The selection this week is the great Vaudeville entertainer, Frank Crumit, who also performs our theme song 'True Blue Sam'. 'Rosie' is a very pleasant song that would have been a delight to see performed on the stage. If you do a Google search for Frank Crumit you will find many of his songs available on CD. He recorded around 250 songs in his career, and we have several of his recordings in our cabinet, so you will hear a few more of Frank Crumit's songs if you check in on future Friday nights.

Thursday, June 26, 2008

Round and Round They Go!



Here is more video for your viewing pleasure from the Southern Indiana's Antique and Machinery Club show. These are Model A and Model T speedsters fixed up in the best jalopy tradition. Boys used to go to town on Saturday night to hot rod around and generally have a good time. On Sunday morning they would be under the car tightening the rods. Those were the days!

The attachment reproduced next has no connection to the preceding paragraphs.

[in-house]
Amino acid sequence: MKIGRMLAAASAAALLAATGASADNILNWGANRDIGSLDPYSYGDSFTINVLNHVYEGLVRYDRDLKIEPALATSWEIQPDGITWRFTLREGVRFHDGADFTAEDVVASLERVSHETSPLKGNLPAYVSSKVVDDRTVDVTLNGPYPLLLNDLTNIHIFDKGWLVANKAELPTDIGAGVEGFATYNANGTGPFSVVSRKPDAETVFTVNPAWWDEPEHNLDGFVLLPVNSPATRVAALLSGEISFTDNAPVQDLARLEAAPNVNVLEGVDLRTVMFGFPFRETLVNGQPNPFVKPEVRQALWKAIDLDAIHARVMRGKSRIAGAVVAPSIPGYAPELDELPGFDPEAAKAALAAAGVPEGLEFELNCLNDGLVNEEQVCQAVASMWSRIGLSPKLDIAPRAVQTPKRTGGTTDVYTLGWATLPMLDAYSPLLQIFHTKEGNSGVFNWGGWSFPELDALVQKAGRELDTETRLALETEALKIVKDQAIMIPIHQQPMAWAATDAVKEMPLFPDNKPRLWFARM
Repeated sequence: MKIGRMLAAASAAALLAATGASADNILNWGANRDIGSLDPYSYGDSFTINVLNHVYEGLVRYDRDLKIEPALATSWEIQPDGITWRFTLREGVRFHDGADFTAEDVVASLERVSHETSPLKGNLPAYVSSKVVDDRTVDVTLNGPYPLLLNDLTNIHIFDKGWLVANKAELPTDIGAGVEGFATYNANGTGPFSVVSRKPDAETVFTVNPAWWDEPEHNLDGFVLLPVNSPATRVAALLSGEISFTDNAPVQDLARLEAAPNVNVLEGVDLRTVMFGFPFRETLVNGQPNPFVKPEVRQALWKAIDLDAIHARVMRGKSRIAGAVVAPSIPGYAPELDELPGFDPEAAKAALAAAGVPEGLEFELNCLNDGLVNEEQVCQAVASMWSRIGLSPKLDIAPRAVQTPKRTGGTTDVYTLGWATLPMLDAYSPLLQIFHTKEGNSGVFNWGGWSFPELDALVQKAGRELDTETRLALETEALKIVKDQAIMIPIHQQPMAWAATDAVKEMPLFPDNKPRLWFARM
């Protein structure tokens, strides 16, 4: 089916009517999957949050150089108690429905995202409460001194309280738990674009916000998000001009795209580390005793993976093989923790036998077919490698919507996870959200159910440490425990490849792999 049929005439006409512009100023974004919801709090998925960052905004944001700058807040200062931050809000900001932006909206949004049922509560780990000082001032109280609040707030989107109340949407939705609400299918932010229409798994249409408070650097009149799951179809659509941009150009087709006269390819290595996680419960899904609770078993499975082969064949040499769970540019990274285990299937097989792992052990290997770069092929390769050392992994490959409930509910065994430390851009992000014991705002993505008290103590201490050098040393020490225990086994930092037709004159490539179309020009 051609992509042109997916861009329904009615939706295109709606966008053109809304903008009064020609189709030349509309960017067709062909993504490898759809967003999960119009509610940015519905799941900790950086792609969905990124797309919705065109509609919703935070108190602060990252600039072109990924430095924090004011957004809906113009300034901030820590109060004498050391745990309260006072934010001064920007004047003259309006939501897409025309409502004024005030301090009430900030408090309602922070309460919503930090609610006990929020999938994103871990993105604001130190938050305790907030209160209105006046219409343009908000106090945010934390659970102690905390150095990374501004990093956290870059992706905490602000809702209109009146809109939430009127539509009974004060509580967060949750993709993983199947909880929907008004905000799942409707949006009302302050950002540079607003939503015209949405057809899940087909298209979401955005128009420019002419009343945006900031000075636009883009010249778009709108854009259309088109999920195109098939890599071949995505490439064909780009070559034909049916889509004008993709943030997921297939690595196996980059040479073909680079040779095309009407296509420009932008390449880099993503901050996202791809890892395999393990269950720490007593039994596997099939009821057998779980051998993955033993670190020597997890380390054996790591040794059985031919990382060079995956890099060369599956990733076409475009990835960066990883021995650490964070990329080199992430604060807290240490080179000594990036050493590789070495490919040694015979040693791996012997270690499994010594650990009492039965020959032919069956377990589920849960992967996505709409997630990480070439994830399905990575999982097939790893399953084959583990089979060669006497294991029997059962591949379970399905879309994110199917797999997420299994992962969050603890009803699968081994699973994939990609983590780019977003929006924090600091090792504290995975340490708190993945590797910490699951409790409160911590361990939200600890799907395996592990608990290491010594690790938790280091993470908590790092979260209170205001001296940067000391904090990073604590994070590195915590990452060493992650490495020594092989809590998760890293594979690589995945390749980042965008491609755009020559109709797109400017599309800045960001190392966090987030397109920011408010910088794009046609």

Tuesday, June 24, 2008

Try Putting Salt On Its Tail!

Dynamite Comes In Small Packages!


This story is over on The High Road, and whether or not it is true, it is VERY believable. I have heard stories of rattlesnakes being mangled into little bits by deer hooves, and I have experience with deer who become accustomed to human activity. The deer who live behind our barn come into our yard and tolerate us at close distances so long as we; 1: Don't look them in the eye, 2: Don't walk straight toward them, 3: Speak in low, friendly tones when you are near them.